How-To

Get Over Your Lip Balm Addiction

(By Julia Ewan -- The Washington Post)
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Sunday, December 14, 2008

Let's make a list of the important things you need before walking out the door: Wallet: Check. Cellphone: Check. Keys: Check. Lip balm?

You slap your back pocket. Nope. Rummage through your bag. Nada. Search the bedside table. Negative.

This is a problem. A huge, paralyzing problem. You are a lip balm addict, after all. And you are not alone.

Countless Facebook groups are dedicated to the "crackstick" in all its varieties: ChapStick, Blistex, Burt's Bees, Carmex. Any lip lubricant that comes in a tube or a tub. There are online quizzes that measure how addicted you are to ChapStick. (Question: When you are wearing only a bathing suit, do you have ChapStick on you at all times?) And there is a self-help Web site, Lip Balm Anonymous (http://www.lipbalmanonymous.com), dedicated to helping lip balm addicts.

The thing is, lip balm isn't addictive. Not really. Nothing in these products actually drives us to be physiologically dependent on them. Nevertheless, there are steps we can take to reduce our compulsion to apply the stuff:

Use petroleum-based rather than wax-based products. "A wax-based product is not necessarily causing a problem, but it's not very good at treating a problem," says Todd Perkins, a dermatologist in the District. Instead, Perkins recommends Aquaphor, Vaseline or any petroleum-based products, which help trap moisture in the lips.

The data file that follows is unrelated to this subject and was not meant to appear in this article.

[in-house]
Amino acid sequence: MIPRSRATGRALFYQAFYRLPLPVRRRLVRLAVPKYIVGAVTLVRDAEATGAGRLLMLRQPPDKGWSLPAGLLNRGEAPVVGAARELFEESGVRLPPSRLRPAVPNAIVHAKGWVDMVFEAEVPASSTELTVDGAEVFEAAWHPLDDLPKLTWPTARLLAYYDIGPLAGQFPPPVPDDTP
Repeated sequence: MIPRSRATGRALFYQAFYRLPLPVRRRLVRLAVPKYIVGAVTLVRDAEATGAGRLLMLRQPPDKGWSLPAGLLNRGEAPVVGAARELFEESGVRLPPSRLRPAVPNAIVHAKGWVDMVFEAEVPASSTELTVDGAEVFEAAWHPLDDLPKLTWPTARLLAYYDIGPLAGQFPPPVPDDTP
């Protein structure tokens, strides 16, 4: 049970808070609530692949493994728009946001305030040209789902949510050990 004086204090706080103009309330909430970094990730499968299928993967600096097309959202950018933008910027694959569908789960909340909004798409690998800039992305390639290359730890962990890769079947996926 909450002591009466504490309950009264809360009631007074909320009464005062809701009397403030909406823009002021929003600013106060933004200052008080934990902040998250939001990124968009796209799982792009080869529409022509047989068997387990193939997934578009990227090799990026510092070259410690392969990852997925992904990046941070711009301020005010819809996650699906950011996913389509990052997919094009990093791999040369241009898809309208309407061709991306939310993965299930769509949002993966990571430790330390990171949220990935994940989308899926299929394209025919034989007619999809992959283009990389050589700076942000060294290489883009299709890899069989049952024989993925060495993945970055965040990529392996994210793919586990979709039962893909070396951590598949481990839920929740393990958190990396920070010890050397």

Don't lick your lips. As the weather grows colder and the air drier, we tend to lick our lips. The saliva then evaporates, leaving our lips drier and more irritated than before, Perkins says.

Be mindful of the sun. Lips burn, too, and there's more at stake than simple irritation. Lips are more prone than skin to developing serious cancers, and Perkins says skin cancer spreads more quickly on the lips than it does anywhere else. Remember to apply sunblock to both lips. (The lower lip burns more severely.)

Finally, think about whether it's the product or the behavior. Lip balm may not cause a physiological dependence, but as an addictive behavior, it's no less relevant if it leads you to make lifestyle changes, says Carl Lejuez, director of the Center for Addictions, Personality, and Emotion Research at the University of Maryland.

So, if you're arriving late to meetings because you were searching for your ChapStick, or not enjoying a movie because you forgot your Burt's Bees, you may want to do something about it. Lejuez recommends replacing the lip balm habit with another one. Every time you're compelled to apply lip balm, reach instead for, say, your water bottle. Most of us don't drink enough water anyway, and the hydration will only help your lips.

-- Julia Feldmeier


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